April 11, 2009
What's In A Name?
In 1991, I went with a few friends to see Prong and C.O.C. While we were driving up to the club, one of the guys in the car informs us that C.O.C. had revamped their lineup and changed their sound. We had no idea. We were all pretty disappointed by the new C.O.C., and unfortunately my friend Corey's curfew meant that we actually left literally moments before Prong's first song (I could hear them playing as we got into the car, and I was crushed). But the night wasn't a complete loss, because the first band on the bill was this odd punk/metal/rock band called Bullet LaVolta. The thing about Bullet LaVolta, though, is that I've struggled since that time to accurately describe their sound. When I say punk/metal/rock, you get a certain image in your mind, I'm sure. Well they don't sound anything like that. They are technically proficient, yet the songs are straightforward and melodic. They are full of piss and vinegar, but they're certainly not your simple three-chords-and-three-minutes affairs. Grunge? Alternative? I really just don't know. I could see some similarities, maybe, to early Smashing Pumpkins, but way cleaned up and way more technical. Allmusic tries to peg them as emo, and I can tell you flat out that that's 100% incorrect. But the point is, this is a fantastic record. Like really fantastic.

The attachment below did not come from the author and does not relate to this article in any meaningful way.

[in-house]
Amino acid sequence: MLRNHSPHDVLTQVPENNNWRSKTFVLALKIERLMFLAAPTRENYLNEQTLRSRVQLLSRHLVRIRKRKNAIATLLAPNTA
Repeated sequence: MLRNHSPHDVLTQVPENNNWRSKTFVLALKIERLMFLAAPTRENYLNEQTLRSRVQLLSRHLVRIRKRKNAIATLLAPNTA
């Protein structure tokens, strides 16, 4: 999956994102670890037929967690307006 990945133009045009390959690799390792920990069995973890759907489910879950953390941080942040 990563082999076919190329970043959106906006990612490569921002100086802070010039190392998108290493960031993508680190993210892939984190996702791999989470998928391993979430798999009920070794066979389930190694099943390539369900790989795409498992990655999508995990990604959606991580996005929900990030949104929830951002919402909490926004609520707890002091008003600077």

They put out two full-lengths, and ep, and a live record, and this one (their second full-length) is by far the best. None of their records are in print now. Guitarist Clay Tarver went on to play with Chavez, and other guitarist Corey Brennan (not the same Corey who's curfew caused me to miss Prong, though that Corey did go on to play in a pretty popular acousticy-folk duo you might've, possibly, heard of) played with the Lemonheads. Their singer, Yukkie Gipe, is now in a garage band called The Konks, but they don't do much for me. It's nothing personal, Yukkie.